A lot of time was invested in organising and facilitating meetings, trying to get organisations involved, reaching out to potential organisations. It took the establishment of the chairperson, Colm Ferguson to drive this forward.  Neil Irwin believes that there were no illusions on the time commitment needed to get the organisation established. He believes that the three year process from initial meeting with interested individuals to the establishment of the organisation was not surprising - however he does feel that it could have been completed sooner had all the representatives of stakeholder organisations remained constant and attended the key meetings. The regular, if unavoidable, change of representatives on the groups certainly slowed down the decision making processes.

Will to Give is managed by a voluntary committee of individuals nominated from the member charities. Individuals from the member charities then put themselves forward or are nominated for committee positions and elections held. NICVA’s Governance and Charity Advice Unit drafted the organisation’s constitution and took committee members through it at each important step. Following establishment of the organisation, the Chair created three different sub-committees, Governance and Membership; Marketing and Promotion and Funding and Finance.  NICVA continues to provide secretariat and development support to Will to Give. This role as secretariat is reviewed on an ongoing basis. 

Challenges

The main challenge for this collaboration was time.  It took three years from the first initial meeting to the formal establishment of the new organisation.  This was the result of organisations getting involved at different stages.  It took the appointment of a chairperson to fully drive forward this process.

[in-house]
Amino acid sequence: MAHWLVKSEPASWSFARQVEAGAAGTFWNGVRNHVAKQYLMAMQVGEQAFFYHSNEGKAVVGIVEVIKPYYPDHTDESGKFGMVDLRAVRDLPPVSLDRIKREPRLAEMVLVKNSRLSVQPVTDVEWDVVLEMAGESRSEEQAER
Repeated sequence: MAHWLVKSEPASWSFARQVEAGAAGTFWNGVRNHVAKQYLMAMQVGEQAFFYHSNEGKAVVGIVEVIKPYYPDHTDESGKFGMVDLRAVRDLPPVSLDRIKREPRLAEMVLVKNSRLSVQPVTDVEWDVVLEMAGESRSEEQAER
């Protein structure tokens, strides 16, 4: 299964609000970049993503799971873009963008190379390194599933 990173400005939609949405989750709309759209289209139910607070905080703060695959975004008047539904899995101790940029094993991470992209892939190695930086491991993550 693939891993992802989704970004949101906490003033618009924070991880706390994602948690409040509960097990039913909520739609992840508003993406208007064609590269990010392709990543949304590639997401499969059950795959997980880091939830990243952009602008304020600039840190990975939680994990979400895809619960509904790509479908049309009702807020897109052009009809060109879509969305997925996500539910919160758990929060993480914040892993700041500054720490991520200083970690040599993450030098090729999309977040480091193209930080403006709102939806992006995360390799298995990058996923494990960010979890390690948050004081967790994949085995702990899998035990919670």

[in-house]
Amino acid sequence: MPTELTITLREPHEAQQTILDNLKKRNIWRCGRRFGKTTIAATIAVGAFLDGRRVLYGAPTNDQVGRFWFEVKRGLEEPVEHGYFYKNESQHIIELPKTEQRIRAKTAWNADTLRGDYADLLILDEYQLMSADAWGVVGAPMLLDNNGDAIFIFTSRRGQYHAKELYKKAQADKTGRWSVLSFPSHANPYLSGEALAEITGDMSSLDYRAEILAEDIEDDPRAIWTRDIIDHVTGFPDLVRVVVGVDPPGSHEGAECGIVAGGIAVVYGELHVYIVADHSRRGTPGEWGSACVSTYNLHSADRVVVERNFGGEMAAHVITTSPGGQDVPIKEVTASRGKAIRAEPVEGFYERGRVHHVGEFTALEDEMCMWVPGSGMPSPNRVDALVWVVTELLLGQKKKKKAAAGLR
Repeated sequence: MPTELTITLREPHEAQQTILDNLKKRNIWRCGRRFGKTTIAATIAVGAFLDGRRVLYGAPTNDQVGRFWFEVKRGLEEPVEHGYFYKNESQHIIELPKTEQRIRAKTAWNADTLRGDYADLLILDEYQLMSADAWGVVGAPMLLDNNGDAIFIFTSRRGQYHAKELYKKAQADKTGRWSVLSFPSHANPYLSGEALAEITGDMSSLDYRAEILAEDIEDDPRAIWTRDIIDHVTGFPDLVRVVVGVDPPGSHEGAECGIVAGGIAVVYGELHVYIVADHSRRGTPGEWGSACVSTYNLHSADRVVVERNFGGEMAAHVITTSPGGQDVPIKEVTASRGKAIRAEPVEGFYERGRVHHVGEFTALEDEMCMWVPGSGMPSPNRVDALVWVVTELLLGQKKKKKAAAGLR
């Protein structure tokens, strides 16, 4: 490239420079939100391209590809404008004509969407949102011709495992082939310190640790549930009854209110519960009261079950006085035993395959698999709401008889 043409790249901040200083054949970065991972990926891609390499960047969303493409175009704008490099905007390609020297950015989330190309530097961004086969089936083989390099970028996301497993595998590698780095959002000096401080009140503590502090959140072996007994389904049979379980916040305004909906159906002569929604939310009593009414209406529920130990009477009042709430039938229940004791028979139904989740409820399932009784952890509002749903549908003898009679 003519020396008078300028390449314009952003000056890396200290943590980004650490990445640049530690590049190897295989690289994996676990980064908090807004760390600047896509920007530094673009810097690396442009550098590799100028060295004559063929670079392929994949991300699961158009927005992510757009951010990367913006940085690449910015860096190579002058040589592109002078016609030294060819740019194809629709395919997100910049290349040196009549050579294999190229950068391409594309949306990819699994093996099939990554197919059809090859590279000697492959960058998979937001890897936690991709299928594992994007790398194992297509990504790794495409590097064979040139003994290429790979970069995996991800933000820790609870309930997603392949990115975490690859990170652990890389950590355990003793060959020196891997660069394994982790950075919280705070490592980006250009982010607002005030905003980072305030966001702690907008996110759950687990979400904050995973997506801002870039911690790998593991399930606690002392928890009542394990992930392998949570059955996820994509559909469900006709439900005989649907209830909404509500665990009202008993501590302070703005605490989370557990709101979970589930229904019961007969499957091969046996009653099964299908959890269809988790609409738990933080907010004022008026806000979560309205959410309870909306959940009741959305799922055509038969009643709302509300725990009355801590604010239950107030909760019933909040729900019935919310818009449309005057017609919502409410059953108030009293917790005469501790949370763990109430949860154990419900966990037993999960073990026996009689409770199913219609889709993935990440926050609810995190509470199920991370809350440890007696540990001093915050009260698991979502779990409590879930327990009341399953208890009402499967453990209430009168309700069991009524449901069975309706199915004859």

“You can only go the speed that organisations are willing to go at.  You can try and speed it up but its takes more resources from all involved. A lot of meetings took place over the three years however it took the establishment of a chair to drive the initiative forward and to get other charities involved”.
Neil Irwin, Secretary, Will to Give

What went well

The founding organisations involved in this process are well known Northern Irish charities and regional bodies of large UK charities. They were committed to the objectives of Will to Give and invested significant time. They knew that the creation of this organisation and its aim to promote legacy giving was not only beneficial for their own organisation but for the whole voluntary and community sector.  Each individual could visualise the end product which kept motivation high. It was widely acknowledged that working together was in everyone’s interest. Each charity knew that more could be achieved by working with each other than they could achieve on their own. Although all the organisations had very different missions and visions they had the common goal of wanting to promote legacy fundraising which became the foundation of their working relationship.

One of the main benefits of this organisation is that donors can support a range of causes.  What also has worked well is that by working together Will to Give organisations have enhanced their fundraising capacity.  Smaller organisations do not have the same capacity as larger organisations but will be able to advertise and promote legacy giving with respect to their organisation through Will to Give. It gives them the opportunity to be creative about income generation.

“All the charities have a stronger voice by working together on this initiative.”
Neil Irwin, Secretary, Will to Give

Another benefit was that some organisations came with no idea about legacies but by being involved in Will to Give they learned about legacy giving from other more experienced fundraisers in this field.

Advice

To others embarking on collaborative ventures, Neil Irwin, then of NICVA, thinks timing can be an issue and that it is important to get all parties involved in the collaboration process as early as possible.

“Try and get more involvement and more actions earlier in the process. Press organisations to sign up and get their commitment to it.”
Neil Irwin, Secretary, Will to Give

 

Every effort is made to ensure that the contents of this document are accurate, but the advice given should not be relied on as a definitive legal statement.